mvbutils (version 2.8.232)

fixr: Editing functions, text objects, and scriptlets


fixr opens a function (or text object, or "script" stored as an R expression--- see Scriptlets) in your preferred text editor. Control returns immediately to the R command line, so you can keep working in R and can be editing several objects simultaneously (cf edit). A session-duration list of objects being edited is maintained, so that each object can be easily sourced back into its rightful workspace. These objects will be updated automatically on file-change if you've run autoedit( TRUE) (e.g. in your .First), or manually by calling FF(). There is an optional automatic text backup facility.

The safest is to call fixtext to edit text objects, and fixr for functions and everything else. However, fixr can handle both, and for objects that already exist it will preserve the type. For new objects, though, you have to specify the type by calling either fixr or fixtext. If you forget--- ie if you really wanted to create a new text object, but instead accidentally typed fixr( mytext)--- you will (probably) get a parse error, and mytext will then be "stuck" as a broken function. Your best bet is to copy the actual contents in the text-editor to the clipboard, type fixtext( mytext) in R, paste the old contents into the text-editor, and save the file; R will then reset the type and all should be well.

readr also opens a file in your text editor, but in read-only mode, and doesn't update the backups or the list of objects being edited.


# Usually: fixr( x) or fixr( x, new.doc=T)
  fixr( x, new=FALSE, install=FALSE, what, fixing, pkg=NULL,
      character.only=FALSE, new.doc=FALSE, force.srcref=FALSE)
  # fixtext really has exact same args as fixr, but technically its args are:
  fixtext( x, ...)
  # Usually: readr( x) but exact same args as fixr, though the defaults are different
  readr( x, ...)
  FF() # manual check and update, usually only needed...
      # ... temporarily if autoedit() stops working
  autoedit( do=TRUE) # stick this line in your .First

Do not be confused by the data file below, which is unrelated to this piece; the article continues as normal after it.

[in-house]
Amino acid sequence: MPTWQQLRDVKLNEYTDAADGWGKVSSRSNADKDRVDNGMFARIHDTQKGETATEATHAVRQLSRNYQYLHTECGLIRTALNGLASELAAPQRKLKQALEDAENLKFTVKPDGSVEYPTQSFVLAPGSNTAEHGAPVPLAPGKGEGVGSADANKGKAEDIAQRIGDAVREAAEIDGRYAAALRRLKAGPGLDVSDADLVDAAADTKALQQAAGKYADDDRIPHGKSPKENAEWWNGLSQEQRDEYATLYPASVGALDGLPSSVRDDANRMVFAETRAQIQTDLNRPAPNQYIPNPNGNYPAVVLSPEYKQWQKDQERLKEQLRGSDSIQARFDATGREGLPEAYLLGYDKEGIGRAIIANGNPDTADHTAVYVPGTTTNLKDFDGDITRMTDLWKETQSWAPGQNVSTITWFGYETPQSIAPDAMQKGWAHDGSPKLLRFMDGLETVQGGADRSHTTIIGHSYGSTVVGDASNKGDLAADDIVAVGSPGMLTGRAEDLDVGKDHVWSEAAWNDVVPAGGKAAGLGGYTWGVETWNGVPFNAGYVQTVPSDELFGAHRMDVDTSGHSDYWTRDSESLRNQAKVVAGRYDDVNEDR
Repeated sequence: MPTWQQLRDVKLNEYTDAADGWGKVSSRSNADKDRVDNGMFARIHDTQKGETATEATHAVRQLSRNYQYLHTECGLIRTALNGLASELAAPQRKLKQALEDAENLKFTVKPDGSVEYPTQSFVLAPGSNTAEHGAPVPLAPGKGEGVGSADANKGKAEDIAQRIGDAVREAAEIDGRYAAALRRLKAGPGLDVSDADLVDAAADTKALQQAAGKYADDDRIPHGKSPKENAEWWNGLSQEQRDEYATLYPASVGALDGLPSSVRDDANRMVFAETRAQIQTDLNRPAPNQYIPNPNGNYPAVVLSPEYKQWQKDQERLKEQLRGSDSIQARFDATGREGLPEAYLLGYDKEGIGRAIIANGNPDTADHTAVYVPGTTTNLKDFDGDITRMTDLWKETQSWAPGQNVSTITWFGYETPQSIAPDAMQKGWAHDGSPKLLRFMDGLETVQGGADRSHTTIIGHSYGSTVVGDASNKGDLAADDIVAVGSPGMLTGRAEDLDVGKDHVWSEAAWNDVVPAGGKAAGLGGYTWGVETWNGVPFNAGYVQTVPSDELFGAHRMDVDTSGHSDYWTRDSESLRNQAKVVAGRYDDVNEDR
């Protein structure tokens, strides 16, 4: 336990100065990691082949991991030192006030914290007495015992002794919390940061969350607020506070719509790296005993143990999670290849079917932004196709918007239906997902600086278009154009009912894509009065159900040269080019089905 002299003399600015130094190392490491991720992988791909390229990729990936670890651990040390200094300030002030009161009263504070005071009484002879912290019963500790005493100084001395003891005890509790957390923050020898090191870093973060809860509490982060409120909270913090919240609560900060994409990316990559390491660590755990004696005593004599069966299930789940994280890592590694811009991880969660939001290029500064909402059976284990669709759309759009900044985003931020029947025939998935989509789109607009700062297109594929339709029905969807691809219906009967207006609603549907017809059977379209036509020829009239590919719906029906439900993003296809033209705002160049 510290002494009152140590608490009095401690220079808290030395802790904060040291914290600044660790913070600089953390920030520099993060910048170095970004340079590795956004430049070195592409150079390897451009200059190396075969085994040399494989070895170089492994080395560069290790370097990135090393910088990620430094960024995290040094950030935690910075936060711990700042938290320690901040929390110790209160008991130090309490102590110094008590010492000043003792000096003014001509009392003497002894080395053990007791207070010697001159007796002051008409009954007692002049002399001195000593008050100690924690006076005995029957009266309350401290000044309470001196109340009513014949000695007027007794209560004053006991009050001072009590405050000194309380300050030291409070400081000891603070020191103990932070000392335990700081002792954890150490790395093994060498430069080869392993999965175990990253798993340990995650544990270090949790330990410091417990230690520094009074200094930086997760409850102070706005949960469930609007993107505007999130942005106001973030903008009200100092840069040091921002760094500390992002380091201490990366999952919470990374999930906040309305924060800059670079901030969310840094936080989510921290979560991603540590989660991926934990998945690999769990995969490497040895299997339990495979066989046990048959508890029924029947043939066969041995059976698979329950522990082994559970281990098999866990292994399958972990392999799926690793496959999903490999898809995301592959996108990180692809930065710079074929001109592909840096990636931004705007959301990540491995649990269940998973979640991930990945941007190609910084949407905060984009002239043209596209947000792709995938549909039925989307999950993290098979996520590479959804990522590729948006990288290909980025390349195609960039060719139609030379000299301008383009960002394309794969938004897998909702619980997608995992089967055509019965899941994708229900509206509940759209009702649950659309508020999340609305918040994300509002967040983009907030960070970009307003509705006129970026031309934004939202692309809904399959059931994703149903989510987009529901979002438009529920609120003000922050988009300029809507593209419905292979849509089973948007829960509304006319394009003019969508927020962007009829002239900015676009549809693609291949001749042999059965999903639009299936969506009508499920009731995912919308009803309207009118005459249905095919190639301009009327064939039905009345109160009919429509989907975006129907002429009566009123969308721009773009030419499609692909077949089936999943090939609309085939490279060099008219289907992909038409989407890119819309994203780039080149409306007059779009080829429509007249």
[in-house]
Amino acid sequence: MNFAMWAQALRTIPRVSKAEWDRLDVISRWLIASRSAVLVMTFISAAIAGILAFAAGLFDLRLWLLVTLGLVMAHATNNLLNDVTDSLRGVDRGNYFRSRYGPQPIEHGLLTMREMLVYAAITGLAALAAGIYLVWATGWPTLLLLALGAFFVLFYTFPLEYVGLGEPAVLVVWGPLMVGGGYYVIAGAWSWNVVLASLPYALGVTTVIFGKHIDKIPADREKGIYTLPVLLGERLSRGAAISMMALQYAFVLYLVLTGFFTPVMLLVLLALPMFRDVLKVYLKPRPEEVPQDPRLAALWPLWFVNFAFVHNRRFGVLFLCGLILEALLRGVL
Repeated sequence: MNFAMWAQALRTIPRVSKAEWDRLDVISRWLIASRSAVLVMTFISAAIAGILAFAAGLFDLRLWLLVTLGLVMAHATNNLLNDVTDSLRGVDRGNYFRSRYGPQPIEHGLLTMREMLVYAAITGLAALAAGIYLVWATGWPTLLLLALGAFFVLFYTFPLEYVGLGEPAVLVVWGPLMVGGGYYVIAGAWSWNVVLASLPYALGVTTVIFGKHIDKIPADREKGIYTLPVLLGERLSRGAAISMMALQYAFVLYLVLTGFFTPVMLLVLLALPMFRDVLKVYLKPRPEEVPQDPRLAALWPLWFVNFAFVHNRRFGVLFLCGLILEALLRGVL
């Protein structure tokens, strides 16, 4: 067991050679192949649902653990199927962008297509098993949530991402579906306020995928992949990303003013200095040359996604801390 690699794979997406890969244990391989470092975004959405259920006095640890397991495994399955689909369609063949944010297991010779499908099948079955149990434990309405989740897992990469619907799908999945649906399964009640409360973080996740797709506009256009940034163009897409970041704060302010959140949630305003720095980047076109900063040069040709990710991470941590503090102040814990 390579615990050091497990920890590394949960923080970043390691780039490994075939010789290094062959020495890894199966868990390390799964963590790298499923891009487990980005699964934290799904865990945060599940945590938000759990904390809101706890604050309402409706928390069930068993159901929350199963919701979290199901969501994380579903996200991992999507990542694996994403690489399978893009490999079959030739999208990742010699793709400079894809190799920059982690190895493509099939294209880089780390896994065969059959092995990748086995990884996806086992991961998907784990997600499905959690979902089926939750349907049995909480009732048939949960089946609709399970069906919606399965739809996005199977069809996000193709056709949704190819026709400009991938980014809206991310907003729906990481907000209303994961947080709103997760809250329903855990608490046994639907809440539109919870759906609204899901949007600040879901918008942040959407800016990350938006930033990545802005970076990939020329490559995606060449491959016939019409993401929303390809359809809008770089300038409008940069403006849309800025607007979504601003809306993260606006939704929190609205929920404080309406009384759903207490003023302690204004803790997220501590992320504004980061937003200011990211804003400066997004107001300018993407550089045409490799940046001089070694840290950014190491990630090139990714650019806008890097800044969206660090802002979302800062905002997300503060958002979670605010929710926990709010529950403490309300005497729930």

a quoted or unquoted name of a function, text object, or expression. You can also write mypack$myfun, or mypack::myfun, or mypack:::myfun, or ..mypack$myfun, to simultaneously set the pkg argument (only if mypack has been set up with maintain.packages). Note that fixr uses non-standard evaluation of its x argument, unless you specify character.only=TRUE. If your object has a funny name, either quote it and set character.only=TRUE, or pass it directly as...


(logical or character) if TRUE, x is treated as a string naming the object to be edited, rather than the unquoted object name. If character.only is a string, it is treated as the name of x, so that eg fixr(char="funny%name") works.


(logical) if TRUE, add skeleton plain-text R-style documentatation, as per Also use this to create an empty scriptlet for a general (non-function, non-text) object.


(logical) Occasionally there have been problems transferring old code into "new" R, especially when a function has text attributes such as (but not limited to) doc; the symptom is, they appear in the editor just as "# FLAT-FORMAT DOCUMENTATION". This sometimes requires manual poking-around, but usually can be sorted out by calling fixr(...,force.srcref=TRUE).


(logical, seldom used) if TRUE, edit a blank function template, rather than any existing object of that name elsewhere in the search path. New edit will go into .GlobalEnv unless argument pkg is set.


(logical, rarely used) logical indicating whether to go through the process of asking you about your editor


Don't use this-- it's "internal"! [Used by fixtext, which calls fixr with what="" to force text-mode object. what should be an object with the desired class.]


(logical, rarely used) FALSE for read-only (i.e. just opening editor to examine the object)


(string or environment) if non-NULL, then specifies in which package a specific maintained package (see maintain.packages) x should be looked for.


(logical) TRUE => automatically update objects from altered files; FALSE => don't.


other arguments, except what in fixtext, and fixing in readr, are passed to fixr.


Rarely, fixr (actually FF) can get confused, and starts returning errors when trying to update objects from their source files. (Switching between "types" of object with the same name--- function, expression, character vector--- can do this.) In such cases, it can be useful to purge the object from the fix.list, a session-duration data.frame object in workspace on the search path. Say you are having trouble with object "badthing": then

  fix.list <<- fix.list[ names( fix.list) != 'bad.thing',]

will do the trick (note the double arrow). This means FF will no longer look for updates to the source file for badthing, and you are free to again fixr( badthing).

To purge the entire fix.list, do this:

fix.list <<- fix.list[ 0,]


When fixr is run for the first time (or if you set install=TRUE), it will ask you for some basic information about your text editor. In particular, you'll need to know what to type at a command prompt to invoke your text editor on a specific file; in Windows, you can usually find this by copying the Properties/Shortcut/Target field of a shortcut, followed by a space and the filename. After supplying these details, fixr will launch the editor and print a message showing some options ("backup.fix", "edit.scratchdir" and "program.editor"), that will need to be set in your .First. function. You should now be able to do that via fixr(.First).